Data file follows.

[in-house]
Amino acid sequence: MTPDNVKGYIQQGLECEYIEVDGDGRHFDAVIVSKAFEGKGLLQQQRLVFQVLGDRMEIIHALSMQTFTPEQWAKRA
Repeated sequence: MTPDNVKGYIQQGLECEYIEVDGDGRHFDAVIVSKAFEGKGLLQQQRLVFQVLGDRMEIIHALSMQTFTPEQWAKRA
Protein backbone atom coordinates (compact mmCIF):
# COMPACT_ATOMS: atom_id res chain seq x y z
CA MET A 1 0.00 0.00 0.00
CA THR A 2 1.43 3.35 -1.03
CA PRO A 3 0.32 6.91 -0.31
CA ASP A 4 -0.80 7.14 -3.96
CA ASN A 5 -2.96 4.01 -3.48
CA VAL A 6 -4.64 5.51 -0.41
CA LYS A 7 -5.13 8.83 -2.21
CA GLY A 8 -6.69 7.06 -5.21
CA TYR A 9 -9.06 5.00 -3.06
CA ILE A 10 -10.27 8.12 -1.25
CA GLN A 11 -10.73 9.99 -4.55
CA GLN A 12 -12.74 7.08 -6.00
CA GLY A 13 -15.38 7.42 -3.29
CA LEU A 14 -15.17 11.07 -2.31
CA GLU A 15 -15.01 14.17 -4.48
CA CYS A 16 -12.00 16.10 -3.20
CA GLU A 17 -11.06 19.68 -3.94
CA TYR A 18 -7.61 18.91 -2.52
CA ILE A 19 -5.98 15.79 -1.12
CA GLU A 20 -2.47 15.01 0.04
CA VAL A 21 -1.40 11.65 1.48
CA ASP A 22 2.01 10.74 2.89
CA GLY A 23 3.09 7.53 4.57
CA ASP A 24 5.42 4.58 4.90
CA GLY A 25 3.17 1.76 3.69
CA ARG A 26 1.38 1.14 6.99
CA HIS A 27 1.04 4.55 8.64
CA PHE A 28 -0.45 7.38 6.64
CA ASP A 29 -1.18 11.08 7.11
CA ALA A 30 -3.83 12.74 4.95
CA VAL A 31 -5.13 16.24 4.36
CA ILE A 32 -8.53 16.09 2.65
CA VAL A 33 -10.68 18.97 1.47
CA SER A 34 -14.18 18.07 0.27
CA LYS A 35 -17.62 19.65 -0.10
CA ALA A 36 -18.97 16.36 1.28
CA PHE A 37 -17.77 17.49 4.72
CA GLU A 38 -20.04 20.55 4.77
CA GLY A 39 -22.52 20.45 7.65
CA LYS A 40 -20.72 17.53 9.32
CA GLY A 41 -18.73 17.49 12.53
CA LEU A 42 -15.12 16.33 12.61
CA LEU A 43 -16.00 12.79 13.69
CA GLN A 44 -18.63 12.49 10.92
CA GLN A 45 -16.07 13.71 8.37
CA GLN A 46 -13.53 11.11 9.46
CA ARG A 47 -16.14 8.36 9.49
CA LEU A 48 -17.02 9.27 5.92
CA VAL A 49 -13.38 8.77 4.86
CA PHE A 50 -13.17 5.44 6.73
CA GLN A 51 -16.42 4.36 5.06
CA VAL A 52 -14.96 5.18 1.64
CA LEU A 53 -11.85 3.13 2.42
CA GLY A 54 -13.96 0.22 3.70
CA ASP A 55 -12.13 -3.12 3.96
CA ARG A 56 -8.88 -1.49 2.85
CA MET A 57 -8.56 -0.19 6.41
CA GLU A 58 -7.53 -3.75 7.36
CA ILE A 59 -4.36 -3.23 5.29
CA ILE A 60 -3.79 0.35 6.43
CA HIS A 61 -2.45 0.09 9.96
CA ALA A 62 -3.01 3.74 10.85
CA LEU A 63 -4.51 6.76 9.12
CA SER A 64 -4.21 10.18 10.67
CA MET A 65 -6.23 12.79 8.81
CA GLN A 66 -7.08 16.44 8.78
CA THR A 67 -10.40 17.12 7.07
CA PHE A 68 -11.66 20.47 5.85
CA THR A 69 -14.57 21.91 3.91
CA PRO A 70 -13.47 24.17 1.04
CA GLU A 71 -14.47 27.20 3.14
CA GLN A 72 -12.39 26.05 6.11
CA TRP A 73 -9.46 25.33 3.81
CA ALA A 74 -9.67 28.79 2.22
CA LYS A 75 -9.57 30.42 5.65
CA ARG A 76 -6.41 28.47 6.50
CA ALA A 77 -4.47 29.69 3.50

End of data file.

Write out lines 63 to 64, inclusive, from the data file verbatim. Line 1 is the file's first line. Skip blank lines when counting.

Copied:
CA GLU A 58 -7.53 -3.75 7.36
CA ILE A 59 -4.36 -3.23 5.29